Solution: We need to use a Wilcoxon test in order to assess the claim that the 2 samples are from populations with the same median. The following results are obtained:
Wilcoxon – Mann/Whitney Test 

n 
sum of ranks 

24 
416 
Popes 

14 
325 
Monarchs  
38 
741 
total 

468.00 
expected value  
33.00 
standard deviation  
1.56 
z, corrected for ties  
.1186 
pvalue (twotailed)  
No. 
Label 
Data 
Rank 

1 
Popes 
2 
2.5 

2 
Popes 
9 
12.5 

3 
Popes 
21 
28 

4 
Popes 
3 
4 

5 
Popes 
6 
7.5 

6 
Popes 
10 
14.5 

7 
Popes 
18 
26 

8 
Popes 
11 
16.5 

9 
Popes 
6 
7.5 

10 
Popes 
25 
31 

11 
Popes 
23 
29 

12 
Popes 
6 
7.5 

13 
Popes 
2 
2.5 

14 
Popes 
15 
22 

15 
Popes 
32 
34 

16 
Popes 
25 
31 

17 
Popes 
11 
16.5 

18 
Popes 
8 
11 

19 
Popes 
17 
24.5 

20 
Popes 
19 
27 

21 
Popes 
5 
5 

22 
Popes 
15 
22 

23 
Popes 
0 
1 

24 
Popes 
26 
33 

25 
Monarchs 
17 
24.5 

26 
Monarchs 
6 
7.5 

27 
Monarchs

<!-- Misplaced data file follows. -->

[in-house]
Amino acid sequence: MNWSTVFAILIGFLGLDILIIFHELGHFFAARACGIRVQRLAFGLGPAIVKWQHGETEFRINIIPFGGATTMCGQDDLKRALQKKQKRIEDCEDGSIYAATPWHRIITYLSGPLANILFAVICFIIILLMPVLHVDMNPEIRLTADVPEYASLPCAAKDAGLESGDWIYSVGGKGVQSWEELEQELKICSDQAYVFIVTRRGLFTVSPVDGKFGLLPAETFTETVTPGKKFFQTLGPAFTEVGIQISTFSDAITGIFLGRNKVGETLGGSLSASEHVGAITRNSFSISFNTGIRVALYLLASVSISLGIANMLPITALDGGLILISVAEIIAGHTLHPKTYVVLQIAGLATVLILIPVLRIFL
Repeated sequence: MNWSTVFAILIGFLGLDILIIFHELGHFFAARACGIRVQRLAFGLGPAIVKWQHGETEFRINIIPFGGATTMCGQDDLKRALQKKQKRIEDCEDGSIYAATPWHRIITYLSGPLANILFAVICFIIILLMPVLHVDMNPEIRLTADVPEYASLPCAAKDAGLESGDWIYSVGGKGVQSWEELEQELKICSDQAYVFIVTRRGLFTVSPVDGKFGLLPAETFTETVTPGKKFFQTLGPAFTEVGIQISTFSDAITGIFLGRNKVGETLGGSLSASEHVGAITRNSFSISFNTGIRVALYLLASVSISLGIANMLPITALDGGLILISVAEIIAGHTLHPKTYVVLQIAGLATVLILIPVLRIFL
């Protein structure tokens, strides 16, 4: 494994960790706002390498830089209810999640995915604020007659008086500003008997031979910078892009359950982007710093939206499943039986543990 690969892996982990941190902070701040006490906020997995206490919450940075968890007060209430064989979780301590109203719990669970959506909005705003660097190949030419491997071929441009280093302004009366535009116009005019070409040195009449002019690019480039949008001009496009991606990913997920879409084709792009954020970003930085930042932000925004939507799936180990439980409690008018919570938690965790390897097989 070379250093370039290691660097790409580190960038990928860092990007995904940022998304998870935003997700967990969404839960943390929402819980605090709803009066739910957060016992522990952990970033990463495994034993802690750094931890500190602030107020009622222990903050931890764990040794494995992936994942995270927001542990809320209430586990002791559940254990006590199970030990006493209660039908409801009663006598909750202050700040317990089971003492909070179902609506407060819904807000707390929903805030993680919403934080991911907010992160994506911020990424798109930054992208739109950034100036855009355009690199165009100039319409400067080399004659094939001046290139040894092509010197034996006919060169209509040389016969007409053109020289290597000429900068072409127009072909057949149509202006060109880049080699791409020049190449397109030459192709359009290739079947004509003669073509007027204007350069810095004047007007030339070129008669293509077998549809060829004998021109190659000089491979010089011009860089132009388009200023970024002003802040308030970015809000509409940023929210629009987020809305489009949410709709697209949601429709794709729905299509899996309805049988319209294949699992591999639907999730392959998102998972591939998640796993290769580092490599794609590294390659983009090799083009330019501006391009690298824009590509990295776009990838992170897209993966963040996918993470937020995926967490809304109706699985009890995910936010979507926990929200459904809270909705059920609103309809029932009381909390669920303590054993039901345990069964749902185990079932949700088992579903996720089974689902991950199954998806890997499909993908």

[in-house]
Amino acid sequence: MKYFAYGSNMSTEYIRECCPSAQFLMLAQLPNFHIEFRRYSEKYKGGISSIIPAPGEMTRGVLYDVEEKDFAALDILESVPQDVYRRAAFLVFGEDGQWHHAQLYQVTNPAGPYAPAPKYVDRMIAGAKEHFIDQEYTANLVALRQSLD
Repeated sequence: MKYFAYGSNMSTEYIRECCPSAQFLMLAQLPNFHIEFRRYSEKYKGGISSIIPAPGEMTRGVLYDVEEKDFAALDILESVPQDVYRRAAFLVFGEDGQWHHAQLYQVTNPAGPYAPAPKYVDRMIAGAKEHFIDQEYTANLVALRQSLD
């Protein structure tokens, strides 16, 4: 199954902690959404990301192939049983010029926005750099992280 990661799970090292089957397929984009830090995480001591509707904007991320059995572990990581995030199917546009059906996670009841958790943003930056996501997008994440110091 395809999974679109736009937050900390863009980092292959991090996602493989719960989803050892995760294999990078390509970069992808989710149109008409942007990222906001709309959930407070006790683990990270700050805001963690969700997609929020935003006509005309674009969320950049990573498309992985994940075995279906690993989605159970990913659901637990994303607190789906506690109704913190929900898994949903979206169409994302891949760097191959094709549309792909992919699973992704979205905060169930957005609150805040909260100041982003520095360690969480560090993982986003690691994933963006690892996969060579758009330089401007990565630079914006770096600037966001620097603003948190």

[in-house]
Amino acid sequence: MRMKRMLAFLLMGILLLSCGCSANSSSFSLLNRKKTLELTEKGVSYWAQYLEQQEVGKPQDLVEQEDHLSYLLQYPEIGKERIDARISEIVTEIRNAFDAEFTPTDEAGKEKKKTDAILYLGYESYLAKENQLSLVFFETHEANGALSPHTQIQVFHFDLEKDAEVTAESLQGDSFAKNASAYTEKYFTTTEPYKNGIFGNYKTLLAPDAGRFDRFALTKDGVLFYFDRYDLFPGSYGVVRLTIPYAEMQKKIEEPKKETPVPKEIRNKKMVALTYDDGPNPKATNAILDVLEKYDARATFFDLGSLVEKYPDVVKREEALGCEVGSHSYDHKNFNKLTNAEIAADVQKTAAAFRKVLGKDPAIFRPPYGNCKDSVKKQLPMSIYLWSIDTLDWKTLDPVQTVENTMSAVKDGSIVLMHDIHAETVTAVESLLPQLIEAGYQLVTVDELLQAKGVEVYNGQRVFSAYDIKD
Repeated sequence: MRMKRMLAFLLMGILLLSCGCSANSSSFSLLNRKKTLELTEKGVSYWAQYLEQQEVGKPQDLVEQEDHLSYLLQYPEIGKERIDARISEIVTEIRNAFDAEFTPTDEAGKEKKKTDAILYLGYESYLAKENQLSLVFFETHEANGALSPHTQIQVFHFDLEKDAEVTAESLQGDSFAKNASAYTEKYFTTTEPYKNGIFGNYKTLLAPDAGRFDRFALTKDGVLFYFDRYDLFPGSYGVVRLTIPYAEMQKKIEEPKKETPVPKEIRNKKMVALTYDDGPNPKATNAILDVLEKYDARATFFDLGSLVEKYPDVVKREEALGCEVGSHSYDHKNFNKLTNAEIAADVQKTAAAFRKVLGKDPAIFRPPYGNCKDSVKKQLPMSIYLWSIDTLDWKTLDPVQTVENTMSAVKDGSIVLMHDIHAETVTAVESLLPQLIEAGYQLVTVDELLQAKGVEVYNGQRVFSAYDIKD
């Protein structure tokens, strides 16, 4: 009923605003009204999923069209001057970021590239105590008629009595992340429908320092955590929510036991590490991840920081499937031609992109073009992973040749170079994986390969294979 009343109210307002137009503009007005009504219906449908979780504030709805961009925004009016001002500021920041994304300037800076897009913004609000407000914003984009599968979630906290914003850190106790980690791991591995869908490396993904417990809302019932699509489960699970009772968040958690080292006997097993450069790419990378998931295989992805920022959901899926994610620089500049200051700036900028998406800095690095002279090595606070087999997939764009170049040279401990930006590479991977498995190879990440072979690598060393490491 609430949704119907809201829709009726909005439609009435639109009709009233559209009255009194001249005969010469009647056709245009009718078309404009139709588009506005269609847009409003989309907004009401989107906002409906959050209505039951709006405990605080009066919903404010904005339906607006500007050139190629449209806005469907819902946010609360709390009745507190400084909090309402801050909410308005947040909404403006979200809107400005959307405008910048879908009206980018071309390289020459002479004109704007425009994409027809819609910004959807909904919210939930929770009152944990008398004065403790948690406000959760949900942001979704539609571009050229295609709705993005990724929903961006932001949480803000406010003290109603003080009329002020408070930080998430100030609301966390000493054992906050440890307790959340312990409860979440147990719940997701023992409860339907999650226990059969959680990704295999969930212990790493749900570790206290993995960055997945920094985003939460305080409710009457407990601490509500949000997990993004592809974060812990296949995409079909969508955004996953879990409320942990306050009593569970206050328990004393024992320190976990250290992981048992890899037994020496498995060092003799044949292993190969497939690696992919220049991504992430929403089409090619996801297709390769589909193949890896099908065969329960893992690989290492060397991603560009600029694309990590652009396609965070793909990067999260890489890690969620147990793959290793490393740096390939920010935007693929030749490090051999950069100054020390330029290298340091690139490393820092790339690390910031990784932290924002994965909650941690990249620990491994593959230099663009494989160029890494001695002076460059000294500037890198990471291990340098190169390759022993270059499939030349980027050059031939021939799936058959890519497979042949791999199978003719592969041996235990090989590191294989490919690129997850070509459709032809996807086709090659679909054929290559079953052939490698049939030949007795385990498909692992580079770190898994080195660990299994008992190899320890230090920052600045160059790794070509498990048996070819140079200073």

13 
19.5 

28 
Monarchs 
12 
18 

29 
Monarchs 
13 
19.5 

30 
Monarchs 
33 
35 

31 
Monarchs 
59 
37 

32 
Monarchs 
10 
14.5 

33 
Monarchs 
7 
10 

34 
Monarchs 
63 
38 

35 
Monarchs 
9 
12.5 

36 
Monarchs 
25 
31 

37 
Monarchs 
36 
36 

38 
Monarchs 
15 
22 
Since we are comparing two independent groups (Popes & Monarchs), we can use Wilcoxon Rank Sum Test.
The null hypothesis tested is
H0: The two samples are from populations with the same median.
The alternative hypothesis is
H1: The two samples are from populations with the different median.
Significance level = 0.05
Test statistic: The observed values from the pooled sample results are ranked from smallest to largest. After the rankings are obtained, the samples are separated, and the sum of the rankings is calculated for each.
The test statistic used is
\[Z=\frac{{{T}_{A}}\frac{{{n}_{2}}\left( {{n}_{1}}+{{n}_{2}}+1 \right)}{2}}{\sqrt{\frac{{{n}_{1}}{{n}_{2}}\left( {{n}_{1}}+{{n}_{2}}+1 \right)}{12}}}\]
,
where T_{A} is the sum of ranks of the smaller sample. Here n_{1} = 24, n_{2} = 14, T_{A} = 416.
Therefore,\[Z=\frac{416\frac{24\left( 14+24+1 \right)}{2}}{\sqrt{\frac{14*24\left( 14+24+1 \right)}{12}}}=1.57\]
Rejection criteria: Reject the null hypothesis, if the absolute value of test statistic is greater than the critical value at the 0.05 significance level.
Lower critical value = 1.96
Upper critical value = 1.96
Conclusion: Fails to reject the null hypothesis, since the absolute value of test statistic is less than the critical value. The sample does not provide enough evidence to reject the claim that the two samples are from populations with the same median.